Why Farah Jesani Is on a Mission to Make Chai as Popular as Coffee in the U.S.

One Stripe Chai Co.’s founder on how she built her own chai company and the must-haves for making the perfect cup.

Design by Manali Doshi for Thrillist
Design by Manali Doshi for Thrillist

Like many of us, Farah Jesani is a big fan of coffee. So much that she even quit her consulting job in New York and moved to Portland to learn more about the coffee industry. Little did she know that the journey would ultimately inspire her to launch her own chai company instead.

Growing up in Atlanta as a child of Indian immigrants, Jesani saw chai as an “adult drink” that everyone drank while hanging out with friends in community gatherings and at home. Although she liked drinking chai, coffee became her go-to drink and the only thing she would order at cafés. But one day, she decided to try and order chai instead. In her mind, since cafés paid a lot of attention to the way they make their coffee drinks, she thought they would put the same amount of detail into her chai. But they didn’t. She quickly realized that most cafés and coffee shops didn’t have the proper gear to make it, and she wanted to change that. “So that's [when I thought], ‘Can we make a better version that still is quick and easy for a barista to use?’" That’s why she started One Stripe Chai Co., a company that sells chai concentrates and blends for professionals and amateurs alike.

We recently spoke with Jesani about how she launched her company, what it taught her about her culture, how she pivoted her business during the pandemic, and why she thinks everyone should be drinking more chai.

Thrillist: What’s your first memory with chai?
Farah Jesani: When I was little, we weren't really allowed to drink chai because it was a hot beverage with caffeine in it, and it was like that drink that everyone thinks of as the "adult drink." When I think I was around five or six, my mom let me have a little bit of chai, just a really tiny amount so I could feel like I was a part. We had this amber cup and saucer, I still remember, and she would give me a little bit, a quarter maybe, of hot chai in there. The way a lot of kids, and even parents, drink chai is that you pour it into the saucer, and that helps it kind of cool down, and you kind of slurp it up from the saucer.

I always really liked chai. Not only did we have it around at home, but at my mosque, every Friday we would have chai. So it was not so much that it was like, "I love the taste so much and I'm addicted to it." It was really, it's so much around social things that it's just fun to be a part of. I remember even at mosque on Fridays, you just kind of want to get the chai, and get the biscuits, and you want to hang out with your friends and do what all the adults are doing, hanging out and socializing.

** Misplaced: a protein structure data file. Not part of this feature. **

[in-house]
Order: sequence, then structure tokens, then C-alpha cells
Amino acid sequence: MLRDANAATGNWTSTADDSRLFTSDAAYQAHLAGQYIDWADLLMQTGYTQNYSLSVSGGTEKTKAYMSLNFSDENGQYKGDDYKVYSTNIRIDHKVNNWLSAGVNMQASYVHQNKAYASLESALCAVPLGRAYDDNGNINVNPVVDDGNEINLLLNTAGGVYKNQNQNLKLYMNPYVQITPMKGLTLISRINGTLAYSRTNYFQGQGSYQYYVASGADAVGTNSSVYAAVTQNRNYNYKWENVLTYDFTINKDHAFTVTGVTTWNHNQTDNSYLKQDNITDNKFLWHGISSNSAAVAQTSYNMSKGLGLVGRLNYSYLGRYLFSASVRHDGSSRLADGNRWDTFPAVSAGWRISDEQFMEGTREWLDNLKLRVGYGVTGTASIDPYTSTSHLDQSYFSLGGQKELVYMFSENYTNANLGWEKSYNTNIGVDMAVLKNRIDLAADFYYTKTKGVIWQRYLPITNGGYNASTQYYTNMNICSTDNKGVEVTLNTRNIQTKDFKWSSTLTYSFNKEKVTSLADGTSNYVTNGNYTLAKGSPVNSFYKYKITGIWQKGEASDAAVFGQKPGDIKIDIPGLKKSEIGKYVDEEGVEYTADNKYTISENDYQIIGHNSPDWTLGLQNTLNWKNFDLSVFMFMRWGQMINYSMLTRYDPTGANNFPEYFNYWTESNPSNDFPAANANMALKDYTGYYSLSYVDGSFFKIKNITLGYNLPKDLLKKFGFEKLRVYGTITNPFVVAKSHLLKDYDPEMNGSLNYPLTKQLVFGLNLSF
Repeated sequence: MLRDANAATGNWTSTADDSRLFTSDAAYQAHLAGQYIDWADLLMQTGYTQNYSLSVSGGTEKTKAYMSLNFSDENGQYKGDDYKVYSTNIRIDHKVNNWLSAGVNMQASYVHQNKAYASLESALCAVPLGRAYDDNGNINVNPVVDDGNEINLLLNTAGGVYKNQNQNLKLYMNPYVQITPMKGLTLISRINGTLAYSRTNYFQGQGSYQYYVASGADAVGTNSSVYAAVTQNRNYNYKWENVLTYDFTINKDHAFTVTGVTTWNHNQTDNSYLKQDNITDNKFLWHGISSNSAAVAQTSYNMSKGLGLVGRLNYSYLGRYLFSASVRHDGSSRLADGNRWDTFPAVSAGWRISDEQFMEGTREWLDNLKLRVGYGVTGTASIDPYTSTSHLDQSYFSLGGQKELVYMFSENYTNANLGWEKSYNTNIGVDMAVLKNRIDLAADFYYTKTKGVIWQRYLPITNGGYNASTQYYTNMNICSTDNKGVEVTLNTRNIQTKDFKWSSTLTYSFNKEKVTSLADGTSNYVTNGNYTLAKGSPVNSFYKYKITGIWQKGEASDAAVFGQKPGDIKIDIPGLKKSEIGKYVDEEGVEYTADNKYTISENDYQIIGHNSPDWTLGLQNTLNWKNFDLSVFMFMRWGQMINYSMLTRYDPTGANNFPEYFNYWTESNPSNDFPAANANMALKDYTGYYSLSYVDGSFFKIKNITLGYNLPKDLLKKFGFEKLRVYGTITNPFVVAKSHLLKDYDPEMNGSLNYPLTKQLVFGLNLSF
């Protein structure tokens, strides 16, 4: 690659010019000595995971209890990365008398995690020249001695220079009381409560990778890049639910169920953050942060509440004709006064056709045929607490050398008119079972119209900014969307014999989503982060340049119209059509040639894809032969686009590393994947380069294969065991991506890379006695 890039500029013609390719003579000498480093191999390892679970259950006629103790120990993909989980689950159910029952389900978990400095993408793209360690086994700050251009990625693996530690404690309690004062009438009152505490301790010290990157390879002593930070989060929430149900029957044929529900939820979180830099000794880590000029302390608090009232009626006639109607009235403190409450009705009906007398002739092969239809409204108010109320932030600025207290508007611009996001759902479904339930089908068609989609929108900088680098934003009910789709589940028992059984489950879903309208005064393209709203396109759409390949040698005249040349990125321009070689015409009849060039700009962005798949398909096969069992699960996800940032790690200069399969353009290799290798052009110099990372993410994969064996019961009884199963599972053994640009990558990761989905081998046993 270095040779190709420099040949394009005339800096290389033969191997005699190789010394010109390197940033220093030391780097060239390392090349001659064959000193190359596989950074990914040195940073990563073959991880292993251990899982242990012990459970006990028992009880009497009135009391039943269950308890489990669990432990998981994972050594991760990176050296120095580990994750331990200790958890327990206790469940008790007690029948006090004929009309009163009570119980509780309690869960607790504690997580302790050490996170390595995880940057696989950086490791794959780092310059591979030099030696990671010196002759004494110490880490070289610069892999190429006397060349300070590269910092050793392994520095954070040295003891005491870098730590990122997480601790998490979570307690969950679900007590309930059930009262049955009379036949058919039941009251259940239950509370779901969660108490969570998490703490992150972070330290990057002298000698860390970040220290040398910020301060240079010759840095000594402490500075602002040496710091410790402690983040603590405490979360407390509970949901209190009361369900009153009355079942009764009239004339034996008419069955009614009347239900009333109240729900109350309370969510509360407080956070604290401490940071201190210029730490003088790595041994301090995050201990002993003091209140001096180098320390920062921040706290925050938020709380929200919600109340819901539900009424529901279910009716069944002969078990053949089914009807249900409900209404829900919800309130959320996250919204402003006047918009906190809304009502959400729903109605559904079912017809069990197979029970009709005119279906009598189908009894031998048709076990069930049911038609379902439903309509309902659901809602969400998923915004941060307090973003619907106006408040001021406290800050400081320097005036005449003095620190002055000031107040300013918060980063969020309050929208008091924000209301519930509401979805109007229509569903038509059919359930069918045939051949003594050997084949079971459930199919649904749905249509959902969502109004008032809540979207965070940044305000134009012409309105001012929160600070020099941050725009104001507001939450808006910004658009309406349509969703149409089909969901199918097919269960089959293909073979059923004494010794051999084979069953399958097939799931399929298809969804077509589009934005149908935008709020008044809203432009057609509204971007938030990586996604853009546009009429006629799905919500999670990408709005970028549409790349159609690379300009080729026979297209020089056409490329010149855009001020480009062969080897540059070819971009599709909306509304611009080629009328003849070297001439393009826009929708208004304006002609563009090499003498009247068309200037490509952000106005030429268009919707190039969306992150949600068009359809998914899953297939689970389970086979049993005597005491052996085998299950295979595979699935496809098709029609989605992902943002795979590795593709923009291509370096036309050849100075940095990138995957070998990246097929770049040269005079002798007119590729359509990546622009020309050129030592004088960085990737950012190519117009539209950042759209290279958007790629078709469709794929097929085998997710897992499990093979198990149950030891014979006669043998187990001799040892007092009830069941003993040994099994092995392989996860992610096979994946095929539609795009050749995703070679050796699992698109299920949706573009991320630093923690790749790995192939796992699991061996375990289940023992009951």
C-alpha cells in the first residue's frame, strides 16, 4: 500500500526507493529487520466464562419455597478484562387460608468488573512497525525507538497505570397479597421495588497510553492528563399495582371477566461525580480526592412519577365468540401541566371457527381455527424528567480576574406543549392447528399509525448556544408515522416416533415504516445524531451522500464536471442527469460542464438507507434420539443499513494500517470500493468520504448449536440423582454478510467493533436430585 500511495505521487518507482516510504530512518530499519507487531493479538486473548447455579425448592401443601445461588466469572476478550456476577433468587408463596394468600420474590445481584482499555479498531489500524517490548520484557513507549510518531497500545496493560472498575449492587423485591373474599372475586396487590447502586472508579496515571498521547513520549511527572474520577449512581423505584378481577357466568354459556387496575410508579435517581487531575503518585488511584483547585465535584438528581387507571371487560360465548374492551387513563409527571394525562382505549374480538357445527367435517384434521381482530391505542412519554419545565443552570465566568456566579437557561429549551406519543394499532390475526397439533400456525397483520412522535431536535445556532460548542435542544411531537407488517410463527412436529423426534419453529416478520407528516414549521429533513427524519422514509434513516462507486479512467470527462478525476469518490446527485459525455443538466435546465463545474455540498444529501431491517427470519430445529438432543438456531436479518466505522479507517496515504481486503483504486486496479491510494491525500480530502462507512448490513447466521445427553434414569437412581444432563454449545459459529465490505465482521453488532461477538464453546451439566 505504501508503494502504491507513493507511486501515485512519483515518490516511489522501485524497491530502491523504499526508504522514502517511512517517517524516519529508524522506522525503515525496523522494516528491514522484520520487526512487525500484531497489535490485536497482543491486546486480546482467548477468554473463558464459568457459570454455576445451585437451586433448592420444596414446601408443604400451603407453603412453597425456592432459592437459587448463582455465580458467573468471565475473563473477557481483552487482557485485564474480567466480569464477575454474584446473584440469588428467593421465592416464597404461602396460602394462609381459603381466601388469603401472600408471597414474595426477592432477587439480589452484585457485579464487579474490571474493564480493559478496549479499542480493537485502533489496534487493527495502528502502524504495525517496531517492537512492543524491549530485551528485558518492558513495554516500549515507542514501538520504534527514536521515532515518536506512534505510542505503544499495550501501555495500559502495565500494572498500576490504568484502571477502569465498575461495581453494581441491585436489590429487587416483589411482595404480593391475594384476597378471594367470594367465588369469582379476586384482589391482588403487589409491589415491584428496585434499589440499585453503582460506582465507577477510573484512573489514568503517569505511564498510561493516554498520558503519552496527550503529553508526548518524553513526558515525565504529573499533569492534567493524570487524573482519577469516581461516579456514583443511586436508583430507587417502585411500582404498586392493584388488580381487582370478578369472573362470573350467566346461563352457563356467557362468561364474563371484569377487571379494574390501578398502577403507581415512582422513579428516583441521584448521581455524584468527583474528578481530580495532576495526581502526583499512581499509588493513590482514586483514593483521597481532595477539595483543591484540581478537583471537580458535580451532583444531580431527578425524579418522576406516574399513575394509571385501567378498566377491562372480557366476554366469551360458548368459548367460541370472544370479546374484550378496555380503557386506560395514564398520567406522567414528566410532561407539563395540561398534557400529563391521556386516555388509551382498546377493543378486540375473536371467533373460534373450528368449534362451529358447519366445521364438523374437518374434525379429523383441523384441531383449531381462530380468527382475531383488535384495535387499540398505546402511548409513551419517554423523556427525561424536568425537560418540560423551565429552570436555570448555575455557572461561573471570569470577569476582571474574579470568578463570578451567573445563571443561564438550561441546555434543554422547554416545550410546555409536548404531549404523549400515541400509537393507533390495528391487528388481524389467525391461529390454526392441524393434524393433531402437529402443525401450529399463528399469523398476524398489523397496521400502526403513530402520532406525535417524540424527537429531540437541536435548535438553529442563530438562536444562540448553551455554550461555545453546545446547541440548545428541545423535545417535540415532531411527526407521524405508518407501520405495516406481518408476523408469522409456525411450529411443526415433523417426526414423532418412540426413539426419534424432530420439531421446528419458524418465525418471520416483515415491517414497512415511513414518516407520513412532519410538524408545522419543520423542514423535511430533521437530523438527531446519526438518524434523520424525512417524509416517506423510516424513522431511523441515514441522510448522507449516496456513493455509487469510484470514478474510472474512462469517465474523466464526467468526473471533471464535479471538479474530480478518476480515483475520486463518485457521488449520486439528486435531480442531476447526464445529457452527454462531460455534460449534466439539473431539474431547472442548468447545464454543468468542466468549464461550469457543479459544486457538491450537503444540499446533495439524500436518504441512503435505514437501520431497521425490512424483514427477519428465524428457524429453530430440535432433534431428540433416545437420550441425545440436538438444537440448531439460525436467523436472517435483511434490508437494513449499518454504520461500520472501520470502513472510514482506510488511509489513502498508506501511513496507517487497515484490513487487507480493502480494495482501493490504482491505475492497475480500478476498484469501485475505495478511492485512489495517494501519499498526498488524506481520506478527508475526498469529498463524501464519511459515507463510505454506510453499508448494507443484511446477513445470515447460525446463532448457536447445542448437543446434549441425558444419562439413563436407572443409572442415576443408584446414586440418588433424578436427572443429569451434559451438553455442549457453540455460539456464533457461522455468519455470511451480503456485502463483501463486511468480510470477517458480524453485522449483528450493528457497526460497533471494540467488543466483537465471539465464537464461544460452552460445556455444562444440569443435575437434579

What inspired you to create your own chai brand?
Jesani: I was working in tech consulting in New York before One Stripe, and I was getting really interested in just coffee culture in general, this whole idea of specialty coffee. When I was a kid, the only coffee I had really experienced—because we didn't drink it at home—was when we'd go on road trips, we stopped at a gas station along the way and I would get "cappuccinos" from those [coffee] machines. So it was interesting when I was older and craft coffee was becoming so popular, it was just so much more expensive than what you get at the gas station or at the bodega.

I [became] interested in learning more and being a part of the coffee industry and spent some time in Portland, which is a great coffee city, to learn about it. I wondered "What does roasting coffee look like? Why is it so expensive? What does single origin mean?” I started realizing that all these companies that really care about the coffee they serve, and pay a lot of attention to all the details around coffee, were all serving chai that didn't taste good. When I realized that, it was exciting because it was like, "Well, this is something I know about, and I have a relationship with, and I care about it." So that's [when I thought], "Can we make a better version that still is quick and easy for a barista to use?" So that's where the idea of One Stripe Chai came from.

Design by Manali Doshi for Thrillist

How would you describe a good cup of chai for people who haven’t tried it yet?
Jesani: I will say that chai is one of those things where there is no one recipe. Every family has their own. The way my mom makes chai is different from how my grandfather makes chai, it is different from how my aunt makes chai. Everybody has their own go-to spices, some people will toast their spices ahead of time, some people are big on using whole spices, some people have to grind them, some people buy pre-ground spices, some people won't put any spices. I typically like mine with a little bit of cinnamon and black pepper for spice, and cardamom. But what I did realize is that chai is basically black tea, milk, spices, and sweetener, but the thing about it that makes it different from just regular tea is that you're boiling all of that and cooking it together. So it's important to use a tea that can stand up to that. A lot of the chais I was seeing out there weren't really tasting that strong or robust, probably because whoever was creating them wasn't using the right type of tea.